Gen-X looking for adventure

Gen-X travellers are driving demand for active vacations such as heli-hiking in Alberta. -- Photo...

Gen-X travellers are driving demand for active vacations such as heli-hiking in Alberta. -- Photo courtesy of Tourism Alberta

DIANE SLAWYCH -- Special to Sun Media

, Last Updated: 9:26 AM ET

Here comes Generation X. The group of people born roughly between 1965 and 1977, is on the cusp of driving the travel market, taking that title away from Baby Boomers, says Hotel Association of Canada President Tony Pollard.

"This group is taking more atypical, offbeat vacations away from city centres than Boomers have traditionally sought."

They're also not averse to adventure and find excitement in outdoor activities such as surfing, heli-hiking and skiing and survival camping. Of all age groups, the highest percentage of pet owners can be found among Gen-Xers. Many don't have children and often travel with their animal companions. As a result, an increasing number of hotels are now accepting pets.

Travel trends were among the topics covered by executives from the Tourism Industry Association of Canada (TIAC), the Hotel Association of Canada (HAC), and Best Western International, who met in Toronto recently to discuss the business and leisure travel market.

Here's another tip for those in the tourism business who want to attract more visitors: Put women at the top of your list. According to Dorothy Dowling, senior v-p marketing for Best Western, women are the most important consumer group, because they make 80% of decisions relating to family travel.

Best Western has attempted to reach this highly sought-after demographic with its current summer promotion that partners the hotel chain with YTV and the hit TV show The Fairly OddParents.


Other trends include the "grandtripping" phenomenon. More grandparents are travelling with their grandkids and, says Dowling, they appreciate hotels located near national parks, and properties that have provide breakfast and swimming pools.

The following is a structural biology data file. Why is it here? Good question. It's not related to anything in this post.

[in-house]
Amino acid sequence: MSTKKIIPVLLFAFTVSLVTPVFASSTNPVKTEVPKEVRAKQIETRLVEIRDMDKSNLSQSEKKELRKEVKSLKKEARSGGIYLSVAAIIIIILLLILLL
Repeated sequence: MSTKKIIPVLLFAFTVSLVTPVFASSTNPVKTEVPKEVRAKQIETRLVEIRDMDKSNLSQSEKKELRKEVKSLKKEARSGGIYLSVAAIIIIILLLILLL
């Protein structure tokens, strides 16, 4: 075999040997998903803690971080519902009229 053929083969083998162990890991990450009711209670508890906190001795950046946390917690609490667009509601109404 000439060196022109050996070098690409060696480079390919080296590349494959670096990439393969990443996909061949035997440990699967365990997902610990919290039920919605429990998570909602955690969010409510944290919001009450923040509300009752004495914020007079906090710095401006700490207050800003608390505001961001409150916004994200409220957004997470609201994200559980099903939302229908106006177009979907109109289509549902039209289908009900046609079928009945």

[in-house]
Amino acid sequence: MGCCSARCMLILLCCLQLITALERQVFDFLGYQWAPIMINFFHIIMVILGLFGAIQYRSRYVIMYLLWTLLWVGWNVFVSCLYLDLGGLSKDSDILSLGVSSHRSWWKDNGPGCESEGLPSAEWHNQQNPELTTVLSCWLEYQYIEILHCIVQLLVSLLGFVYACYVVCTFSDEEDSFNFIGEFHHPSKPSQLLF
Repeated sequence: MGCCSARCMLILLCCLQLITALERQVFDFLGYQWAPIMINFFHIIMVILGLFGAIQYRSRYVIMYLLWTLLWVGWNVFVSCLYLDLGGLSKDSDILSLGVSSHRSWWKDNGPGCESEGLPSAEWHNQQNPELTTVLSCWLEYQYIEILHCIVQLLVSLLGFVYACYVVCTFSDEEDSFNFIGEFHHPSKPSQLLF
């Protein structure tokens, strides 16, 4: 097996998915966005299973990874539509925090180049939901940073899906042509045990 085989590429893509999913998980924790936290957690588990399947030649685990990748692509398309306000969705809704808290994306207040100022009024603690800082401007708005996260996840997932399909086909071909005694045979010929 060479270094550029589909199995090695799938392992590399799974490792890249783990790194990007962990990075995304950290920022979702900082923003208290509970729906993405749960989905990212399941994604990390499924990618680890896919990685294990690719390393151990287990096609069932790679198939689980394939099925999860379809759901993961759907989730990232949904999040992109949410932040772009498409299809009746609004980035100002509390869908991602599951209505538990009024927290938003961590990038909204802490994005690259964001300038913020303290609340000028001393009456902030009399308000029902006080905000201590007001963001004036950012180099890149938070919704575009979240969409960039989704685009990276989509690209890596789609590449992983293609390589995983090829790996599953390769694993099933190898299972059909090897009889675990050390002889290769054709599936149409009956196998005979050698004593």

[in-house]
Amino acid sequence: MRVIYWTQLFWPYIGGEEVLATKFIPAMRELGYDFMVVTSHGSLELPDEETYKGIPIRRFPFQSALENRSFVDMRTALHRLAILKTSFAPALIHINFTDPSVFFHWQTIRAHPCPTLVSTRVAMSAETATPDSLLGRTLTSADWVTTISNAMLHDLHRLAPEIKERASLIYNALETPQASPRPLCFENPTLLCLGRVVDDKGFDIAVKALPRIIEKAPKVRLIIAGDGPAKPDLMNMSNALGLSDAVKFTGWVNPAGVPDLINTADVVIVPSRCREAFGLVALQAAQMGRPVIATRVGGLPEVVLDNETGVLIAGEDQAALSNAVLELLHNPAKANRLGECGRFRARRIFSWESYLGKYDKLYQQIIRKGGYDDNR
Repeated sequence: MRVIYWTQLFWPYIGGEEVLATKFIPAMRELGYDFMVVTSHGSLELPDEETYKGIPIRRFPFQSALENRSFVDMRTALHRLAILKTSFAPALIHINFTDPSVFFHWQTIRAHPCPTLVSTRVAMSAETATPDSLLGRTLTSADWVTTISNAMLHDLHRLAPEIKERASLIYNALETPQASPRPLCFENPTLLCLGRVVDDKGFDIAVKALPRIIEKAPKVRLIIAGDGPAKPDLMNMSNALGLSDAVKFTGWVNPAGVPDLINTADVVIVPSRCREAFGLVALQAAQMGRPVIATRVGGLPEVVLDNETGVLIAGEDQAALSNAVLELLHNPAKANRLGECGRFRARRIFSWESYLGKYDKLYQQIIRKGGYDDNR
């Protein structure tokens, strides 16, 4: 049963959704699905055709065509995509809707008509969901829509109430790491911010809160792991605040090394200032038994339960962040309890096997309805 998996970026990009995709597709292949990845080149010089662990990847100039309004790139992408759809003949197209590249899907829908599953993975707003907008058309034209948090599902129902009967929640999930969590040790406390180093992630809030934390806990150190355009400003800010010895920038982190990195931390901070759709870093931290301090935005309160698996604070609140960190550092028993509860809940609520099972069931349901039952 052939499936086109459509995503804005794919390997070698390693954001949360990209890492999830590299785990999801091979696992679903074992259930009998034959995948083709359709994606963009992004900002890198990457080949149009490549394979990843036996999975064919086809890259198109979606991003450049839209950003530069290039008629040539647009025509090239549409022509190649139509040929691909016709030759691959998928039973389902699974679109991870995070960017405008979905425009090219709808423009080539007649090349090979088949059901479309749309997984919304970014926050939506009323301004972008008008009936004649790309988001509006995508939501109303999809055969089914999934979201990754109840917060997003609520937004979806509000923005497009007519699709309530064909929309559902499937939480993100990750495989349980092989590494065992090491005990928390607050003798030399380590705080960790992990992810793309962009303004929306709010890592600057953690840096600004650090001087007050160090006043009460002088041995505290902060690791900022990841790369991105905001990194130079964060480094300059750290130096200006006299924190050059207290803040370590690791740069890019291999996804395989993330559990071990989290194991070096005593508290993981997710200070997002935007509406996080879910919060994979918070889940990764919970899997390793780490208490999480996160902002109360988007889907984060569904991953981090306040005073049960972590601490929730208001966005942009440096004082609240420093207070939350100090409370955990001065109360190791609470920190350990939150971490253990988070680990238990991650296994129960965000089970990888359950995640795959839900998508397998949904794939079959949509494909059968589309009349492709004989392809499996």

So far, 2006 has been a relatively good year for domestic tourism. According to the Hotel Association of Canada/Fleishman Hillard 2006 Annual Travel Intentions Survey, the percentage of Canadians travelling in 2006 increased by 10 points over 2005, from 57% to 67%. The survey also revealed that Air Canada's load factor is hovering at 84% versus 79% last year, while WestJet is up to 77% from 71% in 2005.

Meanwhile, Best Western, "the world's largest hotel chain" with 180 hotels in Canada alone, reports North American revenues are up 11% over last year.

"Growth continues to be hot in Quebec, Manitoba and Atlantic Canada ... as well as Alberta, where we've opened nine hotels in the past 18 months," says Dowling.

On the downside, fewer Americans are visiting Canada. A recent U.S. study found the top three reasons why Americans aren't taking a leisure trip have to do with their ability to balance their budget, balance their work issues, and manage the chores building up at home.

Surprisingly, the cost of gas isn't keeping people home.

"The cost of gas is one of the smallest pieces of the financial pie," said TIAC President Randy Williams.


Another issue with repercussions for the Canadian tourism industry is the Western Hemisphere Travel Initiative (WHTI). The U.S.-led program will require all travellers to present a passport or other appropriate secure document(s) when entering or re-entering the U.S. by air or sea after Jan. 8, 2007.

Williams said that although the effects of WHTI will not be fully realized until it is implemented for land-border crossings on Jan. 1, 2008, its $2.5 billion impact is being felt now and will continue to be a factor throughout 2007.

When the tourists do arrive who will serve them? Staff shortages are starting to be a major problem in Canada's service industry. Pollard described a recent visit to an A&W restaurant in Hinton, Alta., that had closed early due to a staff shortage.

"We can't get employees to serve in our industry and that will erode," further, Pollard said.

The industry is lobbying government to allow more workers in from countries such as the Dominican Republic and the Philippines to take work in hotels and restaurants in the peak season.